Friday, October 15, 2010

Good Sportsmanship

This is going to be a quick post, but I felt it was something that should be gone over, however briefly. This is very similar to table etiquette, and in fact a lot of things said here may also appear on other blogs, or even this one, on posts about table etiquette. However, Good Sportsmanship is different, and it is something that is even more important than good etiquette. You can have great table manners and still be the world's biggest dick. So lets look at what you need for good sportsmanship.

Lose Well
This is the first and most obvious thing needed for being a good sport is to lose well. Losing sucks, we all know this, but the Good Sportsman understands that it is just a matter of life and the game. So swallow down your pride, congratulate the winner, learn from it, and come at it again. If you feel like something went down in a bogus manner, then talk to the GM about it quietly after game, not in front of everyone else at the table. Ultimately, the best way to lose well is to understand that the victory will come eventually if you work for it. It will come faster if when you lose, you lose well. Afterall, others will help you out when they see you're not going to be a pain in the ass any time things don't go your way.

Win Graciously
Just as important, perhaps even more important, as losing well, is to win graciously. It is the law of the dice that eventually you will come out on top, and when you do that isn't the time to go rubbing it in to everyone's face. Remember when you lost how it felt? How you had to swallow your pride and bite your tongue? Yeah, that is how the others are feeling right now. Even if the other PCs didn't lose, you don't want to alienate them in your moment of victory. They'll get it, emotions run high and a bit of celebration is good and fine, but don't over do it. Win graciously, and people will even help you continue to win.

No Dick Waving
I was trying to think of  a way to say that more PC, but ultimately that is what it is. Don't dick wave. Yes, you love your character, and I love my character. Comparisons are bound to happen, but when we get into the "well my character could totally cream your character" argument..well, it is annoying to everyone. It's also just a level of competitive dickery that doesn't need to be done. You really want to know how it would work out? Do a mock battle with dice and everything. Otherwise, just leave it alone and be quiet.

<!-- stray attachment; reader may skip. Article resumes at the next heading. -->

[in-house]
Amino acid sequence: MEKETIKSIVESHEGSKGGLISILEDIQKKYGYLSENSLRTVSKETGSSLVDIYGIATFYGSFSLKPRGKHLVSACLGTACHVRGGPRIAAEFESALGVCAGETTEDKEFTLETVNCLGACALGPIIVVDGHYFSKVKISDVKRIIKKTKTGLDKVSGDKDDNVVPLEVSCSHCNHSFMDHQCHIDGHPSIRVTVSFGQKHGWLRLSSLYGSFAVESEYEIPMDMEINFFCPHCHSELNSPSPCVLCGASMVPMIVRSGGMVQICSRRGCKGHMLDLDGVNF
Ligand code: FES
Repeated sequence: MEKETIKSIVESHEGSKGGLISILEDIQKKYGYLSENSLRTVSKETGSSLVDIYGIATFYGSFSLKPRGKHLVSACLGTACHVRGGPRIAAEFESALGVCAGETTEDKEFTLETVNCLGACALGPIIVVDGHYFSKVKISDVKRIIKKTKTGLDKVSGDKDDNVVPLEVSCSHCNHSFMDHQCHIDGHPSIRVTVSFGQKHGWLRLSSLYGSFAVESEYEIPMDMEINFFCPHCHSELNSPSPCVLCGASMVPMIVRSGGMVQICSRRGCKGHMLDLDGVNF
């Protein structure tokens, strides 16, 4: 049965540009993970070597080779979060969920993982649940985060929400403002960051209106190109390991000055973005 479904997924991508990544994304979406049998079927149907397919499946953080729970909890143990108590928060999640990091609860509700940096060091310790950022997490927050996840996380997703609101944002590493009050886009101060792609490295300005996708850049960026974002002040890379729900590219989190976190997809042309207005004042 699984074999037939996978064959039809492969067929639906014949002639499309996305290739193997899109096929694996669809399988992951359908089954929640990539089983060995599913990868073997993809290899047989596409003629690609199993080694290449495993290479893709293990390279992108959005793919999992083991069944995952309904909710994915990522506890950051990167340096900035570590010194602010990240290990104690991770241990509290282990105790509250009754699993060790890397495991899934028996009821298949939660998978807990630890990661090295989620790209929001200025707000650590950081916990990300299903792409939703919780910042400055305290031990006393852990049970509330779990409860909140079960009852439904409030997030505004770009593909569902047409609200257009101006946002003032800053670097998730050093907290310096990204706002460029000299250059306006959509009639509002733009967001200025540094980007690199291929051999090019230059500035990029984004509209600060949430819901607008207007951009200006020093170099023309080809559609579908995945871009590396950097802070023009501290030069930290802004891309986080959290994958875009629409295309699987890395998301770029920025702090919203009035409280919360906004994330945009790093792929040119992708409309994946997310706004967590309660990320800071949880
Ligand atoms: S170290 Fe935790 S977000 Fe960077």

Final Thought for the Day
That is the three big ones for today on being a good sport. I'm sure there is more. Perhaps you have mor that you'd like to share? But ultimately, no matter the game you are playing. Lose Well, Win Graciously, and Do Not Dick Wave. Things will go much smoother for everyone that way.


  1. Amen! Personally, I don't 'Lose well' when my opponent is a munchkinish power gamer/shit-house rules lawyer who loves to argue the rules whenever the rule benefits me. Probably the hardest thing for me getting back into Battletech has been the proliferation of that type of gamer.

  2. To be fair, most people aren't good sports around those people. Strive for it sure, but sometimes you just can't hide the fact you want to slam their head into the table for being jackasses.

  3. Bravo. Make it fun for everybody. Remember Wheaton's Law even when gaming.

  4. Those are great guidelines. I've never encountered number 3 in my current group, but the first time I ever played DnD there was someone breaking each of your rules. The third was the most annoying--I might make jokes along those lines but when someone says it seriously it's time to bake some cocolaxative-chip cookies--JUST for them <3.

    The last one I would add is ensure Fair-Play A common complaint it seems of scorpion players in L5R is that they are often bullied by their own party. That's not kosher. Along that same line but a bit more specific: "Act in character, even if YOU don't like the person." There are certainly some people that let real-life tension slip into role-play--a character shouldn't out-of-the-blue start bullying another.